Temperature data suggests the temperatures are in the mesophilic range which is under 40. The highest temperature was obtained only by CM30 due to the addition of sawdust that increased the heat inside the compost system. An optimum compost temperature is in a thermophilic region that is between 41-122. Stable temperature data has been achieved by EM1 and EM3 which indicates a maturation. Thus. the system was at its optimum range despite the temperature interval is not the thermophilic range. A trend of temperature cycle can be seen at composting day 3- 9, 10-15, and 18-23 or about 5-6 days long. This cycle is divided into four stages which are mesophilic, thermophilic, cooling down and maturation period (Sánchez et al., 2017). Cycles are repeated until maturation is achieved.

In the first days of composting, all pH was going down lower than initial pH. Throughout the composting, pH is fluctuated. Eventually, composts with EM are significantly more acidic with the lowest value of 4.8 recorded in EM3. The reduction of compost pH is due to organic acids that naturally prepares the compost to be acidic. Organic acid naturally was produced in all batches. However, EM1 and EM2 are known to have organic acids inside their formula. High probability that this is why compost pH might have gone towards extreme acidic condition. (Sánchez, 2017).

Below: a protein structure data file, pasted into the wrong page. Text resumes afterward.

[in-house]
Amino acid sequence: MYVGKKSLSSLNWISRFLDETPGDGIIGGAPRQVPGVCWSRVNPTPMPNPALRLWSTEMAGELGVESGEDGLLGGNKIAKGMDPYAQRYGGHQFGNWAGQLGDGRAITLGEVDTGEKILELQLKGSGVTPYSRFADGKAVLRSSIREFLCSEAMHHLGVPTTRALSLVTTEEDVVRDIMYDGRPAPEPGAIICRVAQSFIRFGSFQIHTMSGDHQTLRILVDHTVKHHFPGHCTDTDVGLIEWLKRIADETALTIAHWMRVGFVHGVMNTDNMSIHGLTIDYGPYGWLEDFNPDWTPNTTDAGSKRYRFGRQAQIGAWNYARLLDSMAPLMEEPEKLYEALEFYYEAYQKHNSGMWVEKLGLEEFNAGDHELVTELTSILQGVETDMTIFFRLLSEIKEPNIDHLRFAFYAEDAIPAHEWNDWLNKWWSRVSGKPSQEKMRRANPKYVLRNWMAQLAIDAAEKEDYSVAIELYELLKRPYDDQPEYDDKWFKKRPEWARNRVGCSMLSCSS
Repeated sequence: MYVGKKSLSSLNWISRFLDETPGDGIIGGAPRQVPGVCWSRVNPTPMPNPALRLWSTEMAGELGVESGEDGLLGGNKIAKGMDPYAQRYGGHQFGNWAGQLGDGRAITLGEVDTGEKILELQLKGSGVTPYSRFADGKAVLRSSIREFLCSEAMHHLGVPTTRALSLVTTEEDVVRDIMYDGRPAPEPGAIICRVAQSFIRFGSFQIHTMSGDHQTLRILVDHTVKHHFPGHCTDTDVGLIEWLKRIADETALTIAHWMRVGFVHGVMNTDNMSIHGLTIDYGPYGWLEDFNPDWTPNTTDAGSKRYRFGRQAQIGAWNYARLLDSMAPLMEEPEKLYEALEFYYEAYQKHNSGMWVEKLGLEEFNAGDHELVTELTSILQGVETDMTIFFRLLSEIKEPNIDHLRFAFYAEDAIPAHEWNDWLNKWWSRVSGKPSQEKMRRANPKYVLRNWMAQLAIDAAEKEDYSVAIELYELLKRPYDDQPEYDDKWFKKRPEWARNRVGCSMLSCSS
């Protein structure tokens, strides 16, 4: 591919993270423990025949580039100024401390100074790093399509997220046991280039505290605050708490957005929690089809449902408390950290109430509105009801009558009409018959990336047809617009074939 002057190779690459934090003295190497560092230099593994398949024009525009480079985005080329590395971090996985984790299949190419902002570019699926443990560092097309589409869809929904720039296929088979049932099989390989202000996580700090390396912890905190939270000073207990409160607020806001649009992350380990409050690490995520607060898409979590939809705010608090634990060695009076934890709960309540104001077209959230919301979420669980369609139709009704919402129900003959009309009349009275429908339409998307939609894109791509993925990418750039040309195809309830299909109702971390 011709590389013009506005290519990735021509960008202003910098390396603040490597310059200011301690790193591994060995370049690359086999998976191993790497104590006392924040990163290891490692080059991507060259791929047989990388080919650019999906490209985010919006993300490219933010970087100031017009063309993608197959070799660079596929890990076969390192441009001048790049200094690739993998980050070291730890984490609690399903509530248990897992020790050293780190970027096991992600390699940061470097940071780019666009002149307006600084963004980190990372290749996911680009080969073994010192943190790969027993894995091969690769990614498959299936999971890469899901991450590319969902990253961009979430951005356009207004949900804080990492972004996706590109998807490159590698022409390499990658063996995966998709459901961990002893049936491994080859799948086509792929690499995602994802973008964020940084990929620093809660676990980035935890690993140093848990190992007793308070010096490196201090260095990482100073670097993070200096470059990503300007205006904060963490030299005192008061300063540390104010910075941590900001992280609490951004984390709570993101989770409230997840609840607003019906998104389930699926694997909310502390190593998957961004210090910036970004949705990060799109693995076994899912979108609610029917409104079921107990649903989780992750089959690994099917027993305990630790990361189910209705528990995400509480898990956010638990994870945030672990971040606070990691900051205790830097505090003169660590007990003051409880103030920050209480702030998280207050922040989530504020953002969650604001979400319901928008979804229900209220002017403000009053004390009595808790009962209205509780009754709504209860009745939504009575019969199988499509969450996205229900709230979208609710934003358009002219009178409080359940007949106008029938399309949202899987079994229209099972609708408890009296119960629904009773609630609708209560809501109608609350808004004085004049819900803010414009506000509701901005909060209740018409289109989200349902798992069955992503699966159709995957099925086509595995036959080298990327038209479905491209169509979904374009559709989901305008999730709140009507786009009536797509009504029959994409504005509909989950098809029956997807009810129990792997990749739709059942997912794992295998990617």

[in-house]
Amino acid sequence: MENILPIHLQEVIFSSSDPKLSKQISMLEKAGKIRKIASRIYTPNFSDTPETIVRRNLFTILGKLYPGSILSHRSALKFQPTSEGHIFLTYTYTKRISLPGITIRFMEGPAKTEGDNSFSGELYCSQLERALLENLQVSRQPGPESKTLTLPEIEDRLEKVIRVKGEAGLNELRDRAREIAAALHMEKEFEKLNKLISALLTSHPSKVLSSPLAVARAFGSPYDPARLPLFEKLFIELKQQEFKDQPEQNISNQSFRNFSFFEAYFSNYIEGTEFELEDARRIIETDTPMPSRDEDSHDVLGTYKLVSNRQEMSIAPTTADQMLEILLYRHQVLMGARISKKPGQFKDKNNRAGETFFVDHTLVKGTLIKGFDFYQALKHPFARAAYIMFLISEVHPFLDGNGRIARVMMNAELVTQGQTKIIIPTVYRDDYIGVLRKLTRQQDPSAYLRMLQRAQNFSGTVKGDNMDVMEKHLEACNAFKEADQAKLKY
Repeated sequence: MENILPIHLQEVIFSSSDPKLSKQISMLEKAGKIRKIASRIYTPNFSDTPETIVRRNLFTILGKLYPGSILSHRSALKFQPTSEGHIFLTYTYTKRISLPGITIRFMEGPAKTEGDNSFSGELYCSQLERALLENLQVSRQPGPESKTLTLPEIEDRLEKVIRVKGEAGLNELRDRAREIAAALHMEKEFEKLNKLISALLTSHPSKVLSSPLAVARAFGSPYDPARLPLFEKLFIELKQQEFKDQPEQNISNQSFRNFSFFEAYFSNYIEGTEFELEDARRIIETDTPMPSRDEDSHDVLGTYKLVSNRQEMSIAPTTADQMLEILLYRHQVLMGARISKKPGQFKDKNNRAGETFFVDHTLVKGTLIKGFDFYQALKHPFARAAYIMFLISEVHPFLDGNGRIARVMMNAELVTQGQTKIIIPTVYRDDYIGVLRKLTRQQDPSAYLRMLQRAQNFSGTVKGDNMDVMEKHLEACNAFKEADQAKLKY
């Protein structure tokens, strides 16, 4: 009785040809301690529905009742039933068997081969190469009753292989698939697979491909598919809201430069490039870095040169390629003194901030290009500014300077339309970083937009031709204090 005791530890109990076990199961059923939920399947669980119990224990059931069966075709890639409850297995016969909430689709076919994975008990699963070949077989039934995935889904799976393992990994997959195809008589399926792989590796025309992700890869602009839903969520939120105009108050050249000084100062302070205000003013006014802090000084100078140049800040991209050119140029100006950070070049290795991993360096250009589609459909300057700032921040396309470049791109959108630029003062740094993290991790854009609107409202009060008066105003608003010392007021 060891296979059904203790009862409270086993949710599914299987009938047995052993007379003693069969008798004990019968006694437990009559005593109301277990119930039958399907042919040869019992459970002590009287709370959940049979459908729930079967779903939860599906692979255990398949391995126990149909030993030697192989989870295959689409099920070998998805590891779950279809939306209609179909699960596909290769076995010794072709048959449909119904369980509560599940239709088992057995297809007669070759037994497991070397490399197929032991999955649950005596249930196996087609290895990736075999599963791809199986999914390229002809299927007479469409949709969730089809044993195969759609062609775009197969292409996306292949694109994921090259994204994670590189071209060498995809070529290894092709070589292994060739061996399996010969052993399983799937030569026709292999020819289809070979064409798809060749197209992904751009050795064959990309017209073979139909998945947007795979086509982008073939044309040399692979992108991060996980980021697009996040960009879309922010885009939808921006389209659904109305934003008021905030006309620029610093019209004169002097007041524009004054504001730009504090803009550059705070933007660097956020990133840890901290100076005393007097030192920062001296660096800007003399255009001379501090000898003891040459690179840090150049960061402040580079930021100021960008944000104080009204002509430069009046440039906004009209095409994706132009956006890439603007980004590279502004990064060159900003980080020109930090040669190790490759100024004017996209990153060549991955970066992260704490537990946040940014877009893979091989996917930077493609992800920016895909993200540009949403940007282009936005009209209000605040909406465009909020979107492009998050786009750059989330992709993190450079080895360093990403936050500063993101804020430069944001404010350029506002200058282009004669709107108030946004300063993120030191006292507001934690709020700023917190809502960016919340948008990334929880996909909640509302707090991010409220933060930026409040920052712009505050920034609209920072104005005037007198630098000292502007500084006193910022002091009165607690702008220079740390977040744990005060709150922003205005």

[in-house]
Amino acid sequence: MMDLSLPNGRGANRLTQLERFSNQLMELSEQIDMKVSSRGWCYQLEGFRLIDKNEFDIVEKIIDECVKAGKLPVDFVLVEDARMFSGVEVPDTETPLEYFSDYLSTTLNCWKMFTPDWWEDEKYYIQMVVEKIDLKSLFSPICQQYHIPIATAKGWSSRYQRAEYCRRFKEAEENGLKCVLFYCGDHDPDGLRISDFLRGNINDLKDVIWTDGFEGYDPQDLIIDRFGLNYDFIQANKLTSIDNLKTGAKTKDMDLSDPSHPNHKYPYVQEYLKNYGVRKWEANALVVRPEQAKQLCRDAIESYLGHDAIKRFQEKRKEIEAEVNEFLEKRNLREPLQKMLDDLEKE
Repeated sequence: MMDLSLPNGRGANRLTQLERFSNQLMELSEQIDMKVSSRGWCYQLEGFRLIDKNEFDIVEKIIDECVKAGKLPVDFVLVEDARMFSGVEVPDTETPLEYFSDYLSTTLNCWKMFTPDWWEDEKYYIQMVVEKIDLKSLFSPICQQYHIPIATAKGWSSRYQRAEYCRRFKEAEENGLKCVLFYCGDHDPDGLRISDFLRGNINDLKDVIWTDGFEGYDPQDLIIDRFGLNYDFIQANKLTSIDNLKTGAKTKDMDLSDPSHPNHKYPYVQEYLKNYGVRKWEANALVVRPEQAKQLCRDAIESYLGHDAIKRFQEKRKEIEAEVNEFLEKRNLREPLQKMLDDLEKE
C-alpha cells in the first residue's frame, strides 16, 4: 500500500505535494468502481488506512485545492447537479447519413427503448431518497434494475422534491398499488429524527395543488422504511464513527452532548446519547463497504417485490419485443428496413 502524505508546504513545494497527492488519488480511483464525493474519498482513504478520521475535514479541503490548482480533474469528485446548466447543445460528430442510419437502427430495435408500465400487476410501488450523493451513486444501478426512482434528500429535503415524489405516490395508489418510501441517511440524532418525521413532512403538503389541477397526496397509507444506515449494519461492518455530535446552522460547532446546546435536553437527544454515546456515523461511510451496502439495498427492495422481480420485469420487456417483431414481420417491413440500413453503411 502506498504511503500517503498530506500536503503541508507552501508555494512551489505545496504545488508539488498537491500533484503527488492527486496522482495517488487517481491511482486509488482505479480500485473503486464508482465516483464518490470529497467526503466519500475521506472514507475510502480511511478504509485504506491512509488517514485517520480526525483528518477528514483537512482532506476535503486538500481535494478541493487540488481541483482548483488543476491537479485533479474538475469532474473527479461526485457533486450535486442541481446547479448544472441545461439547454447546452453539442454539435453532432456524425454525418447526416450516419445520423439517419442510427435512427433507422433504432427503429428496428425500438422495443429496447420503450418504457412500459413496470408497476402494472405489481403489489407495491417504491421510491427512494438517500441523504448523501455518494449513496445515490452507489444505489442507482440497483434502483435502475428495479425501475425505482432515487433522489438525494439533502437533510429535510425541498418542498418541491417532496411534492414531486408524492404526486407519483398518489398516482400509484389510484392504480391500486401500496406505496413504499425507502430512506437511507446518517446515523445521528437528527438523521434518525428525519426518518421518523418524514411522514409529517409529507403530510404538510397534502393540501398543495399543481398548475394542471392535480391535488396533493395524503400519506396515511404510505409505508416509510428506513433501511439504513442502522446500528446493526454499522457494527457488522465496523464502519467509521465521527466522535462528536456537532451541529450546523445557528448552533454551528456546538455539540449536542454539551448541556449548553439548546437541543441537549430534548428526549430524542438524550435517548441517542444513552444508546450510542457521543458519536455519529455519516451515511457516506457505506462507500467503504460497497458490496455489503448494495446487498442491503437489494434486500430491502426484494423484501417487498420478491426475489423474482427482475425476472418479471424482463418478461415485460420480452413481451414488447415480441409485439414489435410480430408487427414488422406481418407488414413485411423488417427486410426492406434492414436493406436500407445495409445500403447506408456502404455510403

Compost characterization

A sharp peak in K+ value of 400 ppm concentration is found in EM3 as the highest amongst samples. EM1 and EM2 also show high K+ values of 213 and 276 ppm, respectively. All samples show similar trend for Na+ and Mg2+.

Fertilizer is one of minerals nutrient sources for the plant. It is usually sold in the market labelled with NPK value. Commonly, NPK is used to match the requirement of nutrients. Based on the NPK ratio shown in Table 2, NPK ratio is the lowest in EM3. The highest in K value is found in EM1 and EM2 is the highest in N and P values. EM1 is a better option to increase N and P values whereas K values can be enhanced by EM2. To obtain the best NPK value, a mixture of EM1 and EM2 can even increase the ratios.

Another product of composting is the heat produced by the microbial activity (Sophia and Sreeja, 2017). As a form of energy, compost heat can be utilized. A range of 11-15 kJ per kg of com post is available to be used. The highest energy is produced by sawdust addition. This low density material filled the compost and made a suitable condition production (in heat), especially by using solid EM (EM3) with less moisture as it to produce more heat. However, composting, in general, is seen to increase the energy eliminates the buffer of heat production (moisture) like in EM1 or EM2.